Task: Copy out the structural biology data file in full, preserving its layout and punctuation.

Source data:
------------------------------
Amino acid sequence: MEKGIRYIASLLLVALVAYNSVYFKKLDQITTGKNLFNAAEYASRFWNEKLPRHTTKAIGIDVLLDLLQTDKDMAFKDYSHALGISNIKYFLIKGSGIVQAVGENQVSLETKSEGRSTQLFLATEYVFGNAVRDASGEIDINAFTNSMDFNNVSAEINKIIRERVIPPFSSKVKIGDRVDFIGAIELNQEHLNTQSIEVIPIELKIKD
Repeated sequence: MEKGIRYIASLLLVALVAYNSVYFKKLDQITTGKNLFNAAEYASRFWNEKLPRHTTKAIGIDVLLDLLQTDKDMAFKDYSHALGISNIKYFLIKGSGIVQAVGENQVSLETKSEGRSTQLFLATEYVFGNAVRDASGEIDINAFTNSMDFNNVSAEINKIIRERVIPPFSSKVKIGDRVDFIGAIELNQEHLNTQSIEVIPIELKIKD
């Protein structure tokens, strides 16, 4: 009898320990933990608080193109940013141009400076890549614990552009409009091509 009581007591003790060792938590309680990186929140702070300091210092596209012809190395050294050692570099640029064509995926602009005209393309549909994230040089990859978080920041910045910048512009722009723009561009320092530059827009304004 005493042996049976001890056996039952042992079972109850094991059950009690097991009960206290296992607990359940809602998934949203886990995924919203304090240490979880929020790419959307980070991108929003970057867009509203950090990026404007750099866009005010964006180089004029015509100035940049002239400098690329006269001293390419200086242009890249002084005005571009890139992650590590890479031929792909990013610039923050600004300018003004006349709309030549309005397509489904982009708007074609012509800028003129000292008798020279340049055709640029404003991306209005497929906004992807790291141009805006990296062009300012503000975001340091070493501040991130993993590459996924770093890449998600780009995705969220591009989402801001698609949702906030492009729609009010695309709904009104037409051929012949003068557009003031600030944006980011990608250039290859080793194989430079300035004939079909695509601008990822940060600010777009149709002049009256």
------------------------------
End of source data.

Amino acid sequence: MEKGIRYIASLLLVALVAYNSVYFKKLDQITTGKNLFNAAEYASRFWNEKLPRHTTKAIGIDVLLDLLQTDKDMAFKDYSHALGISNIKYFLIKGSGIVQAVGENQVSLETKSEGRSTQLFLATEYVFGNAVRDASGEIDINAFTNSMDFNNVSAEINKIIRERVIPPFSSKVKIGDRVDFIGAIELNQEHLNTQSIEVIPIELKIKD
Repeated sequence: MEKGIRYIASLLLVALVAYNSVYFKKLDQITTGKNLFNAAEYASRFWNEKLPRHTTKAIGIDVLLDLLQTDKDMAFKDYSHALGISNIKYFLIKGSGIVQAVGENQVSLETKSEGRSTQLFLATEYVFGNAVRDASGEIDINAFTNSMDFNNVSAEINKIIRERVIPPFSSKVKIGDRVDFIGAIELNQEHLNTQSIEVIPIELKIKD
């Protein structure tokens, strides 16, 4: 009898320990933990608080193109940013141009400076890549614990552009409009091509 009581007591003790060792938590309680990186929140702070300091210092596209012809190395050294050692570099640029064509995926602009005209393309549909994230040089990859978080920041910045910048512009722009723009561009320092530059827009304004 005493042996049976001890056996039952042992079972109850094991059950009690097991009960206290296992607990359940809602998934949203886990995924919203304090240490979880929020790419959307980070991108929003970057867009509203950090990026404007750099866009005010964006180089004029015509100035940049002239400098690329006269001293390419200086242009890249002084005005571009890139992650590590890479031929792909990013610039923050600004300018003004006349709309030549309005397509489904982009708007074609012509800028003129000292008798020279340049055709640029404003991306209005497929906004992807790291141009805006990296062009300012503000975001340091070493501040991130993993590459996924770093890449998600780009995705969220591009989402801001698609949702906030492009729609009010695309709904009104037409051929012949003068557009003031600030944006980011990608250039290859080793194989430079300035004939079909695509601008990822940060600010777009149709002049009256």